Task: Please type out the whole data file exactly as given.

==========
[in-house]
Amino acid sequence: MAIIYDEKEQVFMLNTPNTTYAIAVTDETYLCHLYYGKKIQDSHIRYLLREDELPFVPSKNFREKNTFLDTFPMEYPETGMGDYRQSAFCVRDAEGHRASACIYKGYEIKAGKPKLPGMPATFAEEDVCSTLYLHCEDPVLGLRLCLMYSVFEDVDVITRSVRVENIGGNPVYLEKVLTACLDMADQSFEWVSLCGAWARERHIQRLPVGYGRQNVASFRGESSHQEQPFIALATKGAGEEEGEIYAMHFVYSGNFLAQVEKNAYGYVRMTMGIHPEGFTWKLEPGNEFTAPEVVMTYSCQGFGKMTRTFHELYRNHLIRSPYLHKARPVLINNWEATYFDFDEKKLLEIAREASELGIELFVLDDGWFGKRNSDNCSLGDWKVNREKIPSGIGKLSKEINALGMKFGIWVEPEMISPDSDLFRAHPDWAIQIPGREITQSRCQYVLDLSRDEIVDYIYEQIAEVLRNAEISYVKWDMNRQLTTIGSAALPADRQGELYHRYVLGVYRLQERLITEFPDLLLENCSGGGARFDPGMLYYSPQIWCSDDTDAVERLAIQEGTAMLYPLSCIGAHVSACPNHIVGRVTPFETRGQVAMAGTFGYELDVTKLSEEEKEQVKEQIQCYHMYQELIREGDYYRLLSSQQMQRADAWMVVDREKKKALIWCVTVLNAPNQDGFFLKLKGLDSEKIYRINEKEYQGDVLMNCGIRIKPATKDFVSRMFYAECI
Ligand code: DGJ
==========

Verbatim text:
[in-house]
Amino acid sequence: MAIIYDEKEQVFMLNTPNTTYAIAVTDETYLCHLYYGKKIQDSHIRYLLREDELPFVPSKNFREKNTFLDTFPMEYPETGMGDYRQSAFCVRDAEGHRASACIYKGYEIKAGKPKLPGMPATFAEEDVCSTLYLHCEDPVLGLRLCLMYSVFEDVDVITRSVRVENIGGNPVYLEKVLTACLDMADQSFEWVSLCGAWARERHIQRLPVGYGRQNVASFRGESSHQEQPFIALATKGAGEEEGEIYAMHFVYSGNFLAQVEKNAYGYVRMTMGIHPEGFTWKLEPGNEFTAPEVVMTYSCQGFGKMTRTFHELYRNHLIRSPYLHKARPVLINNWEATYFDFDEKKLLEIAREASELGIELFVLDDGWFGKRNSDNCSLGDWKVNREKIPSGIGKLSKEINALGMKFGIWVEPEMISPDSDLFRAHPDWAIQIPGREITQSRCQYVLDLSRDEIVDYIYEQIAEVLRNAEISYVKWDMNRQLTTIGSAALPADRQGELYHRYVLGVYRLQERLITEFPDLLLENCSGGGARFDPGMLYYSPQIWCSDDTDAVERLAIQEGTAMLYPLSCIGAHVSACPNHIVGRVTPFETRGQVAMAGTFGYELDVTKLSEEEKEQVKEQIQCYHMYQELIREGDYYRLLSSQQMQRADAWMVVDREKKKALIWCVTVLNAPNQDGFFLKLKGLDSEKIYRINEKEYQGDVLMNCGIRIKPATKDFVSRMFYAECI
Ligand code: DGJ